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Citigroup Pays Revlon Lenders Nearly $900 Million by Mistake -- Update

14/08/2020 2:12am

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By Becky Yerak and Alexander Gladstone 

Citigroup Inc. paid nearly $900 million by mistake to Revlon Inc. lenders and is asking for the money to be returned, according to people familiar with the matter.

Lenders that sued Revlon on Wednesday over its debt-restructuring tactics were surprised to learn Thursday they had been fully repaid on a loan issued in 2016, these people said. Citi executives were soon asking for the money back, saying it was paid inadvertently due to an operational error, the people familiar said.

The lenders were paid the full principal and accrued interest on the loan, one of the people said. The money didn't come from Revlon, another person familiar said.

Revlon has been at loggerheads with lenders holding the 2016 loan, including Brigade Capital Management LP, HPS Investment Partners LLC and Symphony Asset Management. The lawsuit filed Wednesday in New York federal court accused Revlon of moving valuable brand assets beyond their reach to use as collateral for other creditors

The lawsuit said the cosmetics company had breached its loan agreements by siphoning off intellectual property including those for American Crew, Elizabeth Arden, Almay and other brands, transferring them to subsidiaries and pledging them as collateral.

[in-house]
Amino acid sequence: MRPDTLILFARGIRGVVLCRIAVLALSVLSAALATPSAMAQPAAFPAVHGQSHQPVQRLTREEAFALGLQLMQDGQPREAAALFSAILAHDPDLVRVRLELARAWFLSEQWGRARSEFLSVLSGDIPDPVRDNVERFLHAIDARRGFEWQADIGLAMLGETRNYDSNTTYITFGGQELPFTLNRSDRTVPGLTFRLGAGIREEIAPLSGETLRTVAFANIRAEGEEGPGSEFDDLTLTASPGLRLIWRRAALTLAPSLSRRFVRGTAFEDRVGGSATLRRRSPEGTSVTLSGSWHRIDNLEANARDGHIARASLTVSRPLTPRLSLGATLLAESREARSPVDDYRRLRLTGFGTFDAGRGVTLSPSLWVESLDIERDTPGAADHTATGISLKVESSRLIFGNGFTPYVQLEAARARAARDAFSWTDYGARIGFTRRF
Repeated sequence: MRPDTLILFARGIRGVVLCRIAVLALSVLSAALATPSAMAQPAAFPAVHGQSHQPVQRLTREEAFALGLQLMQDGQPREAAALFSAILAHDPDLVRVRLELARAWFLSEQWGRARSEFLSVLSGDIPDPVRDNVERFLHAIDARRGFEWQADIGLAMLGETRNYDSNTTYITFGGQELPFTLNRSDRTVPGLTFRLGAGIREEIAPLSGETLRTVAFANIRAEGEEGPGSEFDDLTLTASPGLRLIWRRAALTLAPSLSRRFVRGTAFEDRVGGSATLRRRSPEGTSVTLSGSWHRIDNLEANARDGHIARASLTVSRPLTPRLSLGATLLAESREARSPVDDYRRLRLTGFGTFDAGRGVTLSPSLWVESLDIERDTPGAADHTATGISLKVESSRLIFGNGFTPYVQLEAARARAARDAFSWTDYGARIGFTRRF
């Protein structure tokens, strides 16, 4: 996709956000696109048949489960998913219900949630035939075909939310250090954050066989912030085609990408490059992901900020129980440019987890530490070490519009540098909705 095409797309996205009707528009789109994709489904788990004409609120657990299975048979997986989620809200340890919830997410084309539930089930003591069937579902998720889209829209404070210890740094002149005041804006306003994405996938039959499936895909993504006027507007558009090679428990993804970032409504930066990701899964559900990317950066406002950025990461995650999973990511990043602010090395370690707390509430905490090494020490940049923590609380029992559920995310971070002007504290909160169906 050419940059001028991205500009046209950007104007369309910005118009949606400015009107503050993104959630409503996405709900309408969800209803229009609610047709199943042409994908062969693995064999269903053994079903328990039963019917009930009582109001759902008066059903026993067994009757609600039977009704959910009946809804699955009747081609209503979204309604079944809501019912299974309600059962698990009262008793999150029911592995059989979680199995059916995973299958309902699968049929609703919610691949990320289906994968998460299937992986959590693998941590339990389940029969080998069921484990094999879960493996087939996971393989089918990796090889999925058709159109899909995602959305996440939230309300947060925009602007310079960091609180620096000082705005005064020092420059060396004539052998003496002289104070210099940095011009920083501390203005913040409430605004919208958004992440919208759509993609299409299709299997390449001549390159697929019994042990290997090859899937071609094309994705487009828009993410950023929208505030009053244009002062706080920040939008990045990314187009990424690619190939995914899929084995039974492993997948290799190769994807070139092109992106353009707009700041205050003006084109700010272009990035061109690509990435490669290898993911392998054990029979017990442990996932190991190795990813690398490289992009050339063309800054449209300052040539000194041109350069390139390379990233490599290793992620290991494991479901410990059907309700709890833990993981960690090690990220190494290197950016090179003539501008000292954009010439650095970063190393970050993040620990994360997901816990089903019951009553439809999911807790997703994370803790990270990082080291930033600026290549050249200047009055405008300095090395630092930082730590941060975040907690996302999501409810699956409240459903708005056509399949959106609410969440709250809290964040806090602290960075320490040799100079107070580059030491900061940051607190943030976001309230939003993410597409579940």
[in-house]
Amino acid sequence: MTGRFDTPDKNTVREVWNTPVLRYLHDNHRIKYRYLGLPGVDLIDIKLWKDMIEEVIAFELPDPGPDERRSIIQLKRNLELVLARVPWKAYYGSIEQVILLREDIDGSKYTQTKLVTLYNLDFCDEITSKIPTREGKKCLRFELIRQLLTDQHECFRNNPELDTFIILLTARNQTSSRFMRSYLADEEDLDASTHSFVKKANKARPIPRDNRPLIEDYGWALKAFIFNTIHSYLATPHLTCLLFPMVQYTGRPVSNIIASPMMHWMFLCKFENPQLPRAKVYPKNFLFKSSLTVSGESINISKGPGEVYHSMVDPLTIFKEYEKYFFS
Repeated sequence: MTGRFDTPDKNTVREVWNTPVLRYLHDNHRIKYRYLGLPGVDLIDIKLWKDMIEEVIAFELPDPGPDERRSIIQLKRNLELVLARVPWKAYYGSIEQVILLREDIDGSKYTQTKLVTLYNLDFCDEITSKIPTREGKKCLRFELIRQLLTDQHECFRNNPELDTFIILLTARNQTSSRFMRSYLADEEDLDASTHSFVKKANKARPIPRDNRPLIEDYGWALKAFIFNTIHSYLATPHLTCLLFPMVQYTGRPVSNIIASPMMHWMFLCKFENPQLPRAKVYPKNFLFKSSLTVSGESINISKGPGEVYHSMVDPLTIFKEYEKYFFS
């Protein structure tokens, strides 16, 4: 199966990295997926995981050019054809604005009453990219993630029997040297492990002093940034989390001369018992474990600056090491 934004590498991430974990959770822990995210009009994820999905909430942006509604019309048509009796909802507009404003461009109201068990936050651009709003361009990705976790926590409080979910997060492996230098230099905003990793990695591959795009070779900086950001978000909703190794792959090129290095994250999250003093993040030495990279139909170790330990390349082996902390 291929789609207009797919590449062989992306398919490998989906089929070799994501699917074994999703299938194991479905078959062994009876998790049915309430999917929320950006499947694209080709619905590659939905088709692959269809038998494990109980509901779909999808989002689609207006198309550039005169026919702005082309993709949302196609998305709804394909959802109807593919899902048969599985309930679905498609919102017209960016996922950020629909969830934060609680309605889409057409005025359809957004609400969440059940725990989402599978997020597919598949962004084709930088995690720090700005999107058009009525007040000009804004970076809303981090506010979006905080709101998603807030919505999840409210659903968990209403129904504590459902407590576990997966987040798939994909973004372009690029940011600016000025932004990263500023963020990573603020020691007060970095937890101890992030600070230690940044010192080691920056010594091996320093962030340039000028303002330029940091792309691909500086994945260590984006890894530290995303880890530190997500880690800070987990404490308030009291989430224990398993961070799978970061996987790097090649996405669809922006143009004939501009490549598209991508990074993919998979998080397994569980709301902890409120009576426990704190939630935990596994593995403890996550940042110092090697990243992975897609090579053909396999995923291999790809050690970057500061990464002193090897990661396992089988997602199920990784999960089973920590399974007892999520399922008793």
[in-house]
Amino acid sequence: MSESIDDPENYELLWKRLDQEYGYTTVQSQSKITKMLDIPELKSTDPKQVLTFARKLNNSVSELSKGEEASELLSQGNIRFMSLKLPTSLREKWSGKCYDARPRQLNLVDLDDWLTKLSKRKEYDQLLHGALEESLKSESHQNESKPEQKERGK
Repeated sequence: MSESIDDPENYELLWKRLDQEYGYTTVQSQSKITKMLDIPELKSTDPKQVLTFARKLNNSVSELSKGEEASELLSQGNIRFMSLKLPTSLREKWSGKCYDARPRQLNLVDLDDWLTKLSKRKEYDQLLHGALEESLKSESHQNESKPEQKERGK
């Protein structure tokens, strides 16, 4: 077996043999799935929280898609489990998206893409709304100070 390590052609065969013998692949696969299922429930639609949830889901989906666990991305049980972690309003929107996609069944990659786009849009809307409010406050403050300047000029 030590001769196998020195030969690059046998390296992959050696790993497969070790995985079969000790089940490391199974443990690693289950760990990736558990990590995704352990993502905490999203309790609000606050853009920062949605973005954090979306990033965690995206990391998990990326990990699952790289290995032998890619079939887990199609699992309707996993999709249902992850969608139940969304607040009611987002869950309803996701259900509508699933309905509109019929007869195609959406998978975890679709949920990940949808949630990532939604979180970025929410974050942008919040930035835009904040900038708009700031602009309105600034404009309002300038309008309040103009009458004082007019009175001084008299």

Backed by billionaire Ron Perelman's MacAndrews & Forbes, Revlon has been struggling with a large debt load, and more recently, headwinds stemming from the coronavirus pandemic's devastating impact on American retailing.

Revlon is one of several private equity-backed companies hit hard by the pandemic that have shifted assets away from lenders to help secure rescue financing elsewhere. Businesses that have used similar tactics to weather coronavirus disruptions include circus company Cirque du Soleil Entertainment Group and booking platform Travelport Worldwide Ltd.

Even before the coronavirus pandemic began hammering the retail industry, Revlon was struggling, along with other mainstream cosmetics companies, to keep its grip on shoppers who increasingly were buying items online and patronizing specialty beauty stores.

Revlon on Wednesday said the lenders had "resorted to baseless accusations in an attempt to enrich themselves and hurt the company by blocking Revlon from exercising its contractual rights to secure the financing necessary to execute our turnaround strategy and navigate the Covid-19 crisis."

Citi, the agent for the 2016 lending agreement, also was named in the lawsuit as a defendant. The bank caught Thursday's error quickly and initiated a process to recall the money, a person familiar with the matter said. Some lenders have begun returning what they received, this person said.

To help stay afloat, Revlon last year borrowed $200 million from Ares Management Corp. and followed up with several other loan and restructuring transactions earlier this year. Revlon is now attempting a bond exchange designed to trim its multibillion-dollar debt load.

Write to Becky Yerak at becky.yerak@wsj.com and Alexander Gladstone at alexander.gladstone@wsj.com

 

(END) Dow Jones Newswires

August 13, 2020 20:57 ET (00:57 GMT)

Copyright (c) 2020 Dow Jones & Company, Inc.

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